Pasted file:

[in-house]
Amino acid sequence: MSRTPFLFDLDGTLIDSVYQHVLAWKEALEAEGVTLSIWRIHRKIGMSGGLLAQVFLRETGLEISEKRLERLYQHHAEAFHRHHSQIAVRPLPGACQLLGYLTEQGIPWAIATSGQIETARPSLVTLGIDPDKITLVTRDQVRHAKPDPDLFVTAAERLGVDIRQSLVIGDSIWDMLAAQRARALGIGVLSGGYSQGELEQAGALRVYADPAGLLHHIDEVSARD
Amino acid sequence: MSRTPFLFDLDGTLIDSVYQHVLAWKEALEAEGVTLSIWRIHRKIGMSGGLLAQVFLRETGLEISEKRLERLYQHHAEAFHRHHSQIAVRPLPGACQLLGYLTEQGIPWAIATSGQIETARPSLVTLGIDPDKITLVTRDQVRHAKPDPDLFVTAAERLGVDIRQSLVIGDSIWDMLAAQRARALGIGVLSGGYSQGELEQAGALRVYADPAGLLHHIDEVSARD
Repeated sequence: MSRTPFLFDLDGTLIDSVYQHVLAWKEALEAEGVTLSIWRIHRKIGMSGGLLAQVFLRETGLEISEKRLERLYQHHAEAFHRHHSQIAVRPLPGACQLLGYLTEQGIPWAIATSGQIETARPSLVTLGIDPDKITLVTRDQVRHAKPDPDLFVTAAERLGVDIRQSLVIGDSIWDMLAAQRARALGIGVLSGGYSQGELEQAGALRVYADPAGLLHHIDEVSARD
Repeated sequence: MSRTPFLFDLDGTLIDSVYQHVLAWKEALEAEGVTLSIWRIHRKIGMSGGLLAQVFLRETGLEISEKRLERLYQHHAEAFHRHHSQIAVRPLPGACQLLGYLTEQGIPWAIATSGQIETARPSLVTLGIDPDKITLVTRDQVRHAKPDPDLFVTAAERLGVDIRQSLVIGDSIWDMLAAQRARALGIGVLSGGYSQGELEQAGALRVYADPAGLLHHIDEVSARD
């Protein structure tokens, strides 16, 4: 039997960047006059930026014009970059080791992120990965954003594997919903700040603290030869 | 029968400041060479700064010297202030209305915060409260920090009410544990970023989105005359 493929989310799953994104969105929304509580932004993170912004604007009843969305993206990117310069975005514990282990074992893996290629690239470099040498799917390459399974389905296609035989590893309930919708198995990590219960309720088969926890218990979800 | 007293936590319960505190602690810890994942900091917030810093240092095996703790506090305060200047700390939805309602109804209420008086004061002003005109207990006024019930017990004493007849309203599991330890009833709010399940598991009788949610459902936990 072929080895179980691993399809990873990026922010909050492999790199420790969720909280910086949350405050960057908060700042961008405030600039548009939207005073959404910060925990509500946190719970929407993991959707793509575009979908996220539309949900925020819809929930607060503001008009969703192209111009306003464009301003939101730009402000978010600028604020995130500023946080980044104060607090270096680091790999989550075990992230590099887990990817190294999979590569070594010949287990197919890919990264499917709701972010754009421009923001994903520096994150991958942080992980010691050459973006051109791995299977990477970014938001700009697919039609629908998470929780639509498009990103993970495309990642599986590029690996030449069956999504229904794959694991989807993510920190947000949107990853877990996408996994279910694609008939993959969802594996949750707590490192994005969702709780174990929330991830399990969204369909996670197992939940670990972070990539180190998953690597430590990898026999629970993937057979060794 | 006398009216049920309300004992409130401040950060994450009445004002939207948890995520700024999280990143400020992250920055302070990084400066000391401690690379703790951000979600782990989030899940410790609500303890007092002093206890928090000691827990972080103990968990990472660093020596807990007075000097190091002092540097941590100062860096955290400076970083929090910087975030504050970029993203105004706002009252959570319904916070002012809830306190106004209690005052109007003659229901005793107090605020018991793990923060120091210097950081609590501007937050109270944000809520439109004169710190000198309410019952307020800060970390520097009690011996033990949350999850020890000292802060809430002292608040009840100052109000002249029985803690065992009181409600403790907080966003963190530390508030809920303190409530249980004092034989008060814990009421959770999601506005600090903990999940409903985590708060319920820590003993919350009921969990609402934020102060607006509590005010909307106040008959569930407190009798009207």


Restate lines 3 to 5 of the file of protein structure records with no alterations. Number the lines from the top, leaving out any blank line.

Amino acid sequence: MSRTPFLFDLDGTLIDSVYQHVLAWKEALEAEGVTLSIWRIHRKIGMSGGLLAQVFLRETGLEISEKRLERLYQHHAEAFHRHHSQIAVRPLPGACQLLGYLTEQGIPWAIATSGQIETARPSLVTLGIDPDKITLVTRDQVRHAKPDPDLFVTAAERLGVDIRQSLVIGDSIWDMLAAQRARALGIGVLSGGYSQGELEQAGALRVYADPAGLLHHIDEVSARD
Repeated sequence: MSRTPFLFDLDGTLIDSVYQHVLAWKEALEAEGVTLSIWRIHRKIGMSGGLLAQVFLRETGLEISEKRLERLYQHHAEAFHRHHSQIAVRPLPGACQLLGYLTEQGIPWAIATSGQIETARPSLVTLGIDPDKITLVTRDQVRHAKPDPDLFVTAAERLGVDIRQSLVIGDSIWDMLAAQRARALGIGVLSGGYSQGELEQAGALRVYADPAGLLHHIDEVSARD
Repeated sequence: MSRTPFLFDLDGTLIDSVYQHVLAWKEALEAEGVTLSIWRIHRKIGMSGGLLAQVFLRETGLEISEKRLERLYQHHAEAFHRHHSQIAVRPLPGACQLLGYLTEQGIPWAIATSGQIETARPSLVTLGIDPDKITLVTRDQVRHAKPDPDLFVTAAERLGVDIRQSLVIGDSIWDMLAAQRARALGIGVLSGGYSQGELEQAGALRVYADPAGLLHHIDEVSARD